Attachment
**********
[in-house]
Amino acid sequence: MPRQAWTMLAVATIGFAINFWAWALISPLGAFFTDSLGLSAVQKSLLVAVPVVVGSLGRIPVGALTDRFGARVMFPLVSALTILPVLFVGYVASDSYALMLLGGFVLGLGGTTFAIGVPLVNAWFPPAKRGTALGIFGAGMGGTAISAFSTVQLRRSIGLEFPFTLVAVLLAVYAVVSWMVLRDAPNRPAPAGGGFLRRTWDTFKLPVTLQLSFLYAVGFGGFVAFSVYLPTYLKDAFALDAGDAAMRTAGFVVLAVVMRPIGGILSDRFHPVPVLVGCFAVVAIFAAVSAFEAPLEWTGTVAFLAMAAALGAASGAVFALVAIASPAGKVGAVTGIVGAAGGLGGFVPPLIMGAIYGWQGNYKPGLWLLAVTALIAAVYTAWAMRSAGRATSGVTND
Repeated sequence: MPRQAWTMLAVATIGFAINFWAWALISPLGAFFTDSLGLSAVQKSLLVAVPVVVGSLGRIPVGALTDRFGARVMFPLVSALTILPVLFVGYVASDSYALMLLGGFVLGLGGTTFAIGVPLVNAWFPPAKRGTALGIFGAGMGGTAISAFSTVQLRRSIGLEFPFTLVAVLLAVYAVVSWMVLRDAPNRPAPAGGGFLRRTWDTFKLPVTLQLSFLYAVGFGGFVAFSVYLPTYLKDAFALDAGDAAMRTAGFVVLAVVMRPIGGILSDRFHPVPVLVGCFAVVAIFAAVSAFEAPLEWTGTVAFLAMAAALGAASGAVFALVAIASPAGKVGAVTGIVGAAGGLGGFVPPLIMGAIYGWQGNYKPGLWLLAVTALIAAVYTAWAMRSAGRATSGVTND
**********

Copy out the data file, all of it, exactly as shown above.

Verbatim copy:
[in-house]
Amino acid sequence: MPRQAWTMLAVATIGFAINFWAWALISPLGAFFTDSLGLSAVQKSLLVAVPVVVGSLGRIPVGALTDRFGARVMFPLVSALTILPVLFVGYVASDSYALMLLGGFVLGLGGTTFAIGVPLVNAWFPPAKRGTALGIFGAGMGGTAISAFSTVQLRRSIGLEFPFTLVAVLLAVYAVVSWMVLRDAPNRPAPAGGGFLRRTWDTFKLPVTLQLSFLYAVGFGGFVAFSVYLPTYLKDAFALDAGDAAMRTAGFVVLAVVMRPIGGILSDRFHPVPVLVGCFAVVAIFAAVSAFEAPLEWTGTVAFLAMAAALGAASGAVFALVAIASPAGKVGAVTGIVGAAGGLGGFVPPLIMGAIYGWQGNYKPGLWLLAVTALIAAVYTAWAMRSAGRATSGVTND
Repeated sequence: MPRQAWTMLAVATIGFAINFWAWALISPLGAFFTDSLGLSAVQKSLLVAVPVVVGSLGRIPVGALTDRFGARVMFPLVSALTILPVLFVGYVASDSYALMLLGGFVLGLGGTTFAIGVPLVNAWFPPAKRGTALGIFGAGMGGTAISAFSTVQLRRSIGLEFPFTLVAVLLAVYAVVSWMVLRDAPNRPAPAGGGFLRRTWDTFKLPVTLQLSFLYAVGFGGFVAFSVYLPTYLKDAFALDAGDAAMRTAGFVVLAVVMRPIGGILSDRFHPVPVLVGCFAVVAIFAAVSAFEAPLEWTGTVAFLAMAAALGAASGAVFALVAIASPAGKVGAVTGIVGAAGGLGGFVPPLIMGAIYGWQGNYKPGLWLLAVTALIAAVYTAWAMRSAGRATSGVTND